LastPass Security Breach
The company was hacked, and customer information accessed. No passwords were compromised.
The company was hacked, and customer information accessed. No passwords were compromised.
John Tillotson • December 2, 2022 7:18 AM
Some “stuff” belongs in your possession, no matter how many “apparent” benefits you get from putting it in the cloud. Passwords in the cloud seems like such a handy idea: Log in anywhere with no effort. But your passwords get hacked and you are well and truly pwned.
Never put anything in the cloud that can really hurt you if it’s lost. Use a LOCAL password manager and make sure it uses good encryption.
tfb • December 2, 2022 7:40 AM
Quoting Wikipedia (so this is nth-hand and may be false or confused):
LastPass assured that passwords stored with the service were still secure, as encryption and decryption of passwords takes place on the user’s device.
Which sounds like they may have leaked some encrypted passwords.
I don’t know if LastPass lets you store passwords you have chosen rather than randomly-generated ones. If it does then a great number of them will be ‘password3’ or whatever, and delightfully easy for an attacker to guess, given the encrypted data. Let’s hope the thing the password is for is not also stored with it … oh, don’t be silly, of course it is.
(A good approach would probably be to encrypt the password & what it is for together?)
Uthor • December 2, 2022 8:18 AM
Yeah, that is more secure, but being able to log in from anywhere and not being reliant on my personal hardware going down is also a plus for me.
And I shudder to think about my mom trying to store her passwords on her own password manager. Her being able to share them with me is helpful, too. I mean, I have to make purchases for her because she’s uncomfortable typing in her own credit card number.
Yes, it’s not the most secure, but there are benefits to it.
Brenden Walker • December 2, 2022 9:18 AM
@John, @Uther Offline/local password DB here as well. I carry 2 USB sticks (one in pants pocket, one in utility vest aka man purse) with password database and portable copy of the password manager. If there’s a PC around, I can access my passwords.. and I almost always have a laptop around.
IMO works as well as cloud storage.
Winter • December 2, 2022 9:28 AM
I carry 2 USB sticks (one in pants pocket, one in utility vest aka man purse) with password database and portable copy of the password manager.
I have heard bad things about the reliability of USB sticks. They have a habit of failing early.
Brenden Walker • December 2, 2022 9:57 AM
I carry two.. never had any fail in over 20 years of this use case. I replace them every 5 or so years. Now that you mention it though, perhaps I should clip one to my wife’s purse.. and have 3!
I’m sure for some folks cloud storage is more convenient and plenty secure. I’ll give up convenience for security 99% of the time, different risk appetite.
Peter A. • December 2, 2022 10:12 AM
I store my less important passwords (encrypted) locally plus a few backups over there and there and somewhere else still. The important passwords are stored in my brain only. I don’t carry a computer with me so I am not tempted to access anything away from home.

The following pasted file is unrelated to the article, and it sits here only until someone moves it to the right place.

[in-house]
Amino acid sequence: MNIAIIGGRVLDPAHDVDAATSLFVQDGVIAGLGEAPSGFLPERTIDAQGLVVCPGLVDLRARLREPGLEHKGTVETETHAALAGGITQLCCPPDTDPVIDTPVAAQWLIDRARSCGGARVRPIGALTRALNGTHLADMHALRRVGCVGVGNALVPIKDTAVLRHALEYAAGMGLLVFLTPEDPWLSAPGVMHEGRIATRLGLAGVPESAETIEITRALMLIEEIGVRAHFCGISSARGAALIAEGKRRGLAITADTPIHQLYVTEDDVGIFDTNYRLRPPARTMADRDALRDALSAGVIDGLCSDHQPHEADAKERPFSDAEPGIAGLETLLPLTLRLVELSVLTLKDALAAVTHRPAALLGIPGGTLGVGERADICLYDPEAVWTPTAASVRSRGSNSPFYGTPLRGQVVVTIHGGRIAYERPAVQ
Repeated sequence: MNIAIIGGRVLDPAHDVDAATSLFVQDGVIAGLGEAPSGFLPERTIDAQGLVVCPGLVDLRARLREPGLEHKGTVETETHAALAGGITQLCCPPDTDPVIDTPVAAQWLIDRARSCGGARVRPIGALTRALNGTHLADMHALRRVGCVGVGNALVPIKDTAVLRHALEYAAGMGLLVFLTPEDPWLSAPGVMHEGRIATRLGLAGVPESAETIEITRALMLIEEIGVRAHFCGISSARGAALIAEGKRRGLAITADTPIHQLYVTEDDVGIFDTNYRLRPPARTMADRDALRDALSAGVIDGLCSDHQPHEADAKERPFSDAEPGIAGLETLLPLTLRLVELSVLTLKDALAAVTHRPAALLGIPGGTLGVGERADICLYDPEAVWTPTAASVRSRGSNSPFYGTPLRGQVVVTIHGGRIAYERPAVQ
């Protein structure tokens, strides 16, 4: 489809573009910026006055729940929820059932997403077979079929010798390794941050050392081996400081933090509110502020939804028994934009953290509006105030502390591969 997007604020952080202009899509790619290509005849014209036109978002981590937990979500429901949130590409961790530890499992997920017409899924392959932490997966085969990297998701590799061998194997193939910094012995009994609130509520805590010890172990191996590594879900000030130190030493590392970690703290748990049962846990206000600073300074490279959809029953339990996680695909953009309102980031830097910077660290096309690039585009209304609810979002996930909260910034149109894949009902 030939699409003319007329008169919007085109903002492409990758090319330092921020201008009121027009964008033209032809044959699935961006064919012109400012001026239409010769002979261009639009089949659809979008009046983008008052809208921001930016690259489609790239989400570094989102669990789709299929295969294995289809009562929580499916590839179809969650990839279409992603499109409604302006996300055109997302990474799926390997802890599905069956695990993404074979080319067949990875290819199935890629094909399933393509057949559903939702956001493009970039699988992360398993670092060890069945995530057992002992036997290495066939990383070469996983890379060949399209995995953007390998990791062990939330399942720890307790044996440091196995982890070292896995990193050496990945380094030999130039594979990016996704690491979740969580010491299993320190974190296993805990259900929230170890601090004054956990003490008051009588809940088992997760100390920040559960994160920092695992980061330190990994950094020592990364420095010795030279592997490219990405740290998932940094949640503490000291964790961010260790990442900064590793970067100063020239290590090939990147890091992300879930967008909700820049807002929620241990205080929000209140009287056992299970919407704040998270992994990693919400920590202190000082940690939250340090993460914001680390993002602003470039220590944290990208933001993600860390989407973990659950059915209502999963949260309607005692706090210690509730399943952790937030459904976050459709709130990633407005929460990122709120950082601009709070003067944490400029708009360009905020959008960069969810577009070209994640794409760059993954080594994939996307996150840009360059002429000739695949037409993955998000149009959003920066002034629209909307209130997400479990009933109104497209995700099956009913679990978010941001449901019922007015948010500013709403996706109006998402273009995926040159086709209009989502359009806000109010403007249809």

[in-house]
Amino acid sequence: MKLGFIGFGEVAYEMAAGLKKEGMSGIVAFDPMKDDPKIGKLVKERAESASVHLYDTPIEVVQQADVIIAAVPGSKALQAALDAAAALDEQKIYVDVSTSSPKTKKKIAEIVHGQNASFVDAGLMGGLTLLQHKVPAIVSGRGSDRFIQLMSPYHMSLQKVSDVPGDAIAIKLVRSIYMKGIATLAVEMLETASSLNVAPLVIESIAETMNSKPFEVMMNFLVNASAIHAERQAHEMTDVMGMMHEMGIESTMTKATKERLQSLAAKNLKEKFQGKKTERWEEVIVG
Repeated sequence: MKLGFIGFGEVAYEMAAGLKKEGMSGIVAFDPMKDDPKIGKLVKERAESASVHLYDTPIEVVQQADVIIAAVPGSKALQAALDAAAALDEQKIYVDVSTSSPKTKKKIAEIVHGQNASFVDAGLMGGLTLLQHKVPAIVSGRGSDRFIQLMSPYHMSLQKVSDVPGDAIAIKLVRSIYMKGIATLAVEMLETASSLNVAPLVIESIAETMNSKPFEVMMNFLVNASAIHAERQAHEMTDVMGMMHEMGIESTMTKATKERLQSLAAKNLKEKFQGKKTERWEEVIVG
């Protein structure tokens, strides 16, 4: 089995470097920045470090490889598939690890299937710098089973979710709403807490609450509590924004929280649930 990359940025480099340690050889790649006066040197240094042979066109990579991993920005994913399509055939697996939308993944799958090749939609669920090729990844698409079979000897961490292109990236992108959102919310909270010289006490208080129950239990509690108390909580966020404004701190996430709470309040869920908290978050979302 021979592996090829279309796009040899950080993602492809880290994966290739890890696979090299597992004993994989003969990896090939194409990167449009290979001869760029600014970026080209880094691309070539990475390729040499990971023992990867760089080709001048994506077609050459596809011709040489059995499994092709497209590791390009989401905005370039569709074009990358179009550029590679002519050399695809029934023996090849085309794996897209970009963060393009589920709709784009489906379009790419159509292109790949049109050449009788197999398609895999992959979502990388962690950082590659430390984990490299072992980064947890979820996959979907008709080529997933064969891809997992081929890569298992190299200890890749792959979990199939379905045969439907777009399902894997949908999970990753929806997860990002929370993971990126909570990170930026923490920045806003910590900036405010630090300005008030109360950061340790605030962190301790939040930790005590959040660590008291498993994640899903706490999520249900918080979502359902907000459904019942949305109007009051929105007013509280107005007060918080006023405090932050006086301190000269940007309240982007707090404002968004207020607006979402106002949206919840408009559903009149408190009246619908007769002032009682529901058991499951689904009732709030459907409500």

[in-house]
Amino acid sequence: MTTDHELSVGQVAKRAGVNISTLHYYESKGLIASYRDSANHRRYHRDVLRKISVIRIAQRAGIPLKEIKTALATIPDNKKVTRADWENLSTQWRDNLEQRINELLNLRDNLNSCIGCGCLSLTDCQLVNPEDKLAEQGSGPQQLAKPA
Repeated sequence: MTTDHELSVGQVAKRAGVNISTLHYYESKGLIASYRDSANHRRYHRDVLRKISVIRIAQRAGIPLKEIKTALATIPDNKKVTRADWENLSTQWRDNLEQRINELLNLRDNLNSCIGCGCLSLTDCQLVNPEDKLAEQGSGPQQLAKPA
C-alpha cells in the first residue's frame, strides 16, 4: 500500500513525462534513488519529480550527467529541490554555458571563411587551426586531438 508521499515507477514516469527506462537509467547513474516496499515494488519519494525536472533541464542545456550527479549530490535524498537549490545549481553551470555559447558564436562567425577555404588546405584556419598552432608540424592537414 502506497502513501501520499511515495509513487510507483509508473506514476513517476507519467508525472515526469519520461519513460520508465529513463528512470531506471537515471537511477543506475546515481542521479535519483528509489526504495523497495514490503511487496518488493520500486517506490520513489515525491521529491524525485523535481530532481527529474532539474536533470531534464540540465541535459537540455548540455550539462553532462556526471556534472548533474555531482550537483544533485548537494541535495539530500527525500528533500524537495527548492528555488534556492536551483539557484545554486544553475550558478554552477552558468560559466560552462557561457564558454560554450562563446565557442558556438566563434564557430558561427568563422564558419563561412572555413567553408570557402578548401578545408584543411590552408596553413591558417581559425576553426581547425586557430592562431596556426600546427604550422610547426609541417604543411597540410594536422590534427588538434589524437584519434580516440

Andrew • December 2, 2022 10:20 AM
To entrust your passwords to a big organisation which has the security specialists on payroll to defend from all the shady characters from all over the planet?
Or to keep your passwords close to your own chest hoping you’re much smaller an much less significant target, but also relying only on yourself to notice if someone tries to exfiltrate your secrets?
Sounds almost Shakespearean:
“To be, or not to be: that is the question”
Robin • December 2, 2022 11:01 AM
@Brenden Walker, glad to read that, I get a bit of mickey-taking from nearest and dearest (and those not so near and dear) for having multiple copies like that. (I’ll add that my Password Safe files are also stored on my regular backup discs).
As for USB sticks and their durability I’m still using one (for non-critical jobs) that accidentally went through the washing machine. Those little ticket/key pockets in a pair of jeans are easily missed when checking kit before putting it in.
TexasDex • December 2, 2022 12:14 PM
The LastPass client encrypts all passwords with a key that is derived from your Primary Password. Then it hashes that key again and uses it to log into the LastPass service. So LastPass only ever has the encrypted data, and the hash of the key, not the key itself.
They don’t encrypt some parts of the data you upload, such as URLs, so that they can provide certain services, e.g. breach notification, but the passwords are pretty safe. Even if you have dumb ones like password1, they shouldn’t be vulnerable.
lurker • December 2, 2022 1:54 PM
USB stick reliability is much like other hardware: some brands are made more reliable than others. I’ve had rapid failure from el cheapos that I bought in a hurry; and I’m still using (not on a daily basis) some reputable brand devices over 12 years old. BTW cleanly unmounting before unplugging is essential; there is one popular OS that doesn’t always succeed.
@Robin, ditto on the washing machine.
Password storage? Paper, always paper. Yup, fails the washing machine test, but that’s what backups are for.
Uthor • December 2, 2022 6:01 PM
“The important passwords are stored in my brain only.”
I had a disease in my brain earlier this year. It has made me remembering things really hard. I remembered my password manager password after getting out of the hospital, but somehow it slipped my mind a couple days after. I was able to do a password reset with my service. I have trouble remembering my password still, need to look at a written down one most of the time.
TL;DR: Good thing I had a backup of all that data that I could access!
Paul • December 2, 2022 10:35 PM
You can always use a self-hosted Bitwarden instance.
For me a password manager is best. I could do paper, but then I log into accounts from different locations so paper won’t work. USB drive? Nope. Won’t work if I need to log into an account on my phone (can’t connect USB drive), nor will it function at work (work laptop USB ports blocked for storage devices). Lugging a laptop with me is very inconvenient. Bitwarden on my phone works for me.